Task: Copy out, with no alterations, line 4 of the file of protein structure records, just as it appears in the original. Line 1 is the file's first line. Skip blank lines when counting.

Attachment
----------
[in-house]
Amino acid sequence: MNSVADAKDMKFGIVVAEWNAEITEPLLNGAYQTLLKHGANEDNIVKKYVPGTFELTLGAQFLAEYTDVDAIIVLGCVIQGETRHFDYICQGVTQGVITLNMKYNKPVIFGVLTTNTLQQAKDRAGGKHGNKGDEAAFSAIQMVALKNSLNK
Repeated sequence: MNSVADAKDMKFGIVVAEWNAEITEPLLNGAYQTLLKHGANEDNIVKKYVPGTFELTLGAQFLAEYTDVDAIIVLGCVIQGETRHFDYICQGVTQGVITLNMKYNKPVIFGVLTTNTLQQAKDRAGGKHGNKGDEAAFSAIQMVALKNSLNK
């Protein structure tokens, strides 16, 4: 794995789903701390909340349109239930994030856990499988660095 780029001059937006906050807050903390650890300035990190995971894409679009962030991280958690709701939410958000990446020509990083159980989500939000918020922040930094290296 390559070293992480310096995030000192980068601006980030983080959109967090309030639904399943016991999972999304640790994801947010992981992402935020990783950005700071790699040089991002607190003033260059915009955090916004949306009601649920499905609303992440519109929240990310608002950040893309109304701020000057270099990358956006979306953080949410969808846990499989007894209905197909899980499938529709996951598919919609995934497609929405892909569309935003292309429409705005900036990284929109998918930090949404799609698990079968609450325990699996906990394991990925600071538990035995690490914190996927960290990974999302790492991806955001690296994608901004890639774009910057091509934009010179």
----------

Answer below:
């Protein structure tokens, strides 16, 4: 794995789903701390909340349109239930994030856990499988660095 780029001059937006906050807050903390650890300035990190995971894409679009962030991280958690709701939410958000990446020509990083159980989500939000918020922040930094290296 390559070293992480310096995030000192980068601006980030983080959109967090309030639904399943016991999972999304640790994801947010992981992402935020990783950005700071790699040089991002607190003033260059915009955090916004949306009601649920499905609303992440519109929240990310608002950040893309109304701020000057270099990358956006979306953080949410969808846990499989007894209905197909899980499938529709996951598919919609995934497609929405892909569309935003292309429409705005900036990284929109998918930090949404799609698990079968609450325990699996906990394991990925600071538990035995690490914190996927960290990974999302790492991806955001690296994608901004890639774009910057091509934009010179």